A river follows itself, carving its track
through dirt and dolomite unless
it’s been dammed and starved to a small
rope of muddy water and even then,
an insistent grandmother, it offers its one
essential gift. But on sleepless nights
I dwell in the odd light of time’s effacement
far removed from untrammeled streams
while news and old selves clang
like a ragged wind chime. A freight,
sudden and ponderous, growls past
with its soul-scrubbing notes. The dead
can wake us if we’ll hear them.
Since our grief needs a soundtrack,
let Sonny Terry pull another harp
from his apron. Rivers, all along,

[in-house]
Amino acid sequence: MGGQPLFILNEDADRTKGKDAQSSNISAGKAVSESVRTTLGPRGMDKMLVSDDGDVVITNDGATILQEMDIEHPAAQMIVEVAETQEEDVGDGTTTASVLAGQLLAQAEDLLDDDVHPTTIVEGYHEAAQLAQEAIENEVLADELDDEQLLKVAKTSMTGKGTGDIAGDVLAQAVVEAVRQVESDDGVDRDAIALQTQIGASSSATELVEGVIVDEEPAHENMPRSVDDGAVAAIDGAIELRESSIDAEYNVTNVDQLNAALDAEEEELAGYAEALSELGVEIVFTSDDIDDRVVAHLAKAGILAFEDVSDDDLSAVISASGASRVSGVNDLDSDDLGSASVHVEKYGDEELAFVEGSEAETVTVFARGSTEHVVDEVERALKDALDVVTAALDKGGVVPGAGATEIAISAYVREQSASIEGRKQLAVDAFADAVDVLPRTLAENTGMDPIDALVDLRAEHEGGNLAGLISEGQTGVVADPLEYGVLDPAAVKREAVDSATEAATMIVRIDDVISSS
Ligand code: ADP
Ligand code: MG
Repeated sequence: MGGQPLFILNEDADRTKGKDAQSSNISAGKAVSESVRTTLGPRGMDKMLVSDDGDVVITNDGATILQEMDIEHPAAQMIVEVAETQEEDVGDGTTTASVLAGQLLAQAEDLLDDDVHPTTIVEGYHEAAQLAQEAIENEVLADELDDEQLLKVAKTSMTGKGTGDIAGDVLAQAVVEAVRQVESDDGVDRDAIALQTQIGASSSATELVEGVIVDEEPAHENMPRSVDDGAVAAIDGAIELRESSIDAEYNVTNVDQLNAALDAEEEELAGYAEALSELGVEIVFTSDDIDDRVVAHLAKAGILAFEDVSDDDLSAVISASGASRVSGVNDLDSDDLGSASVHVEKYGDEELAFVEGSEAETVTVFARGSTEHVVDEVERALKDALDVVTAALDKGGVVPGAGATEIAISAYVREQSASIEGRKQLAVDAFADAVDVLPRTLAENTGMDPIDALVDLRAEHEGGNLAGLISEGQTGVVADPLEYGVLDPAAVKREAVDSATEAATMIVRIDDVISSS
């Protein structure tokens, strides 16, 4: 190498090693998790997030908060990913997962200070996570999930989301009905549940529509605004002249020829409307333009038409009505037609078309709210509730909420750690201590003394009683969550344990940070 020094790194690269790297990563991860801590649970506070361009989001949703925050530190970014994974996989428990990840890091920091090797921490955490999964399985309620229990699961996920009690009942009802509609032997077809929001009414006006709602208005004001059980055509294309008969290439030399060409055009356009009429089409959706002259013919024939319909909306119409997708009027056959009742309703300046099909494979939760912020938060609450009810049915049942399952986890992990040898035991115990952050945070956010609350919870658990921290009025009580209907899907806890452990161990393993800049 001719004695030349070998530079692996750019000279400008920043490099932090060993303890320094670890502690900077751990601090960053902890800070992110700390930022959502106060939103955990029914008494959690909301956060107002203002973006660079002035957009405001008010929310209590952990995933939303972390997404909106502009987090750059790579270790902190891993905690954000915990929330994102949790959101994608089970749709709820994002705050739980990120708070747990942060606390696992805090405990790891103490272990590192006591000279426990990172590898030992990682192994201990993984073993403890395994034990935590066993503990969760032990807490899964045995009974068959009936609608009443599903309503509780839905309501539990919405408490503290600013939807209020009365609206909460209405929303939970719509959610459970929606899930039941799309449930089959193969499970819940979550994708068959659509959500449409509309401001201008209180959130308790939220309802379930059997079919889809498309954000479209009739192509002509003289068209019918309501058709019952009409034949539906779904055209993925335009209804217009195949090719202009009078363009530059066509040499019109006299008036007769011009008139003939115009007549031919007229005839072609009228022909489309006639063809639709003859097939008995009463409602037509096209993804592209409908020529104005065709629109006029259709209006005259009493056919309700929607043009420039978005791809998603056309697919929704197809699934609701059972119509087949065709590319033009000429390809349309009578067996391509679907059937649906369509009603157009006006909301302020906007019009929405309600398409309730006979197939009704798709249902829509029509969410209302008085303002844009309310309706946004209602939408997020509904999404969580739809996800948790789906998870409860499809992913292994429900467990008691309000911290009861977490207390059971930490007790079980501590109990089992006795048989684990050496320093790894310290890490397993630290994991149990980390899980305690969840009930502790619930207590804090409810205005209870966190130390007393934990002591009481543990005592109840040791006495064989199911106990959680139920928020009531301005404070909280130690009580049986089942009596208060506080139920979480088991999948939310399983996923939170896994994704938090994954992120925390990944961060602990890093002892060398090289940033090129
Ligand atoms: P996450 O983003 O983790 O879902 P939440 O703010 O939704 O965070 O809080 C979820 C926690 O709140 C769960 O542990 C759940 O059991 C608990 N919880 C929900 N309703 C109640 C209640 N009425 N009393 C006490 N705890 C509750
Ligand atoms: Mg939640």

have thrummed to the sea and trains
keep wailing through the blues.
Michael Lauchlan has contributed to many publications, including New England Review, Virginia Quarterly Review, The North American Review, Sugar House Review, Louisville Review, Poet Lore, Southern Poetry Review, and Lake Effect. His most recent collection is Trumbull Ave., from WSU Press (2015).